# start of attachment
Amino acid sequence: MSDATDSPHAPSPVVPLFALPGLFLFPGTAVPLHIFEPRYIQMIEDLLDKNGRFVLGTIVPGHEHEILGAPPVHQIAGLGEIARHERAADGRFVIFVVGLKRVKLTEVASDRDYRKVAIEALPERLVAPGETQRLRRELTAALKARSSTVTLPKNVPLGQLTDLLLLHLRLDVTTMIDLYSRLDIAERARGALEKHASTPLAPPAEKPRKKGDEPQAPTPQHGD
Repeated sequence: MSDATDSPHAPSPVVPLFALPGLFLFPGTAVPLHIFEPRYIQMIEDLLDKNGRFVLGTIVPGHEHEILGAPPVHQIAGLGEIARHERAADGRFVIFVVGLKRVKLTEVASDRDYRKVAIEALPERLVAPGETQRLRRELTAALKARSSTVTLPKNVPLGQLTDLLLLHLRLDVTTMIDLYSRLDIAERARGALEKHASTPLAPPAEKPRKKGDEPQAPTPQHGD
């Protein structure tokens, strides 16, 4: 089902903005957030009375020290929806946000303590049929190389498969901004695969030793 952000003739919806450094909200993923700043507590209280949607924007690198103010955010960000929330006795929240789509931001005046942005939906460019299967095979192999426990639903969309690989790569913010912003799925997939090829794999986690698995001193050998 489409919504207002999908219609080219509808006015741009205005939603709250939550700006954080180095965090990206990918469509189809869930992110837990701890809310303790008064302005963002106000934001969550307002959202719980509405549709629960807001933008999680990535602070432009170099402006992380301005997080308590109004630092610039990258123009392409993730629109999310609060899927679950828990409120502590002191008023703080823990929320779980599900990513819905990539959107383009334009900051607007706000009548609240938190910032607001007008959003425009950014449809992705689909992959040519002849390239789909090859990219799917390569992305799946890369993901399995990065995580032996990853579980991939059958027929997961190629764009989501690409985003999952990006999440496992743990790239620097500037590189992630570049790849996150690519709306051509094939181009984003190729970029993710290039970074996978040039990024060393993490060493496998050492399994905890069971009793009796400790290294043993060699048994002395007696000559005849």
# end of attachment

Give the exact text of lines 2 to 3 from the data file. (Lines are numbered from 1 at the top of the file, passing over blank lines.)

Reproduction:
Repeated sequence: MSDATDSPHAPSPVVPLFALPGLFLFPGTAVPLHIFEPRYIQMIEDLLDKNGRFVLGTIVPGHEHEILGAPPVHQIAGLGEIARHERAADGRFVIFVVGLKRVKLTEVASDRDYRKVAIEALPERLVAPGETQRLRRELTAALKARSSTVTLPKNVPLGQLTDLLLLHLRLDVTTMIDLYSRLDIAERARGALEKHASTPLAPPAEKPRKKGDEPQAPTPQHGD
């Protein structure tokens, strides 16, 4: 089902903005957030009375020290929806946000303590049929190389498969901004695969030793 952000003739919806450094909200993923700043507590209280949607924007690198103010955010960000929330006795929240789509931001005046942005939906460019299967095979192999426990639903969309690989790569913010912003799925997939090829794999986690698995001193050998 489409919504207002999908219609080219509808006015741009205005939603709250939550700006954080180095965090990206990918469509189809869930992110837990701890809310303790008064302005963002106000934001969550307002959202719980509405549709629960807001933008999680990535602070432009170099402006992380301005997080308590109004630092610039990258123009392409993730629109999310609060899927679950828990409120502590002191008023703080823990929320779980599900990513819905990539959107383009334009900051607007706000009548609240938190910032607001007008959003425009950014449809992705689909992959040519002849390239789909090859990219799917390569992305799946890369993901399995990065995580032996990853579980991939059958027929997961190629764009989501690409985003999952990006999440496992743990790239620097500037590189992630570049790849996150690519709306051509094939181009984003190729970029993710290039970074996978040039990024060393993490060493496998050492399994905890069971009793009796400790290294043993060699048994002395007696000559005849």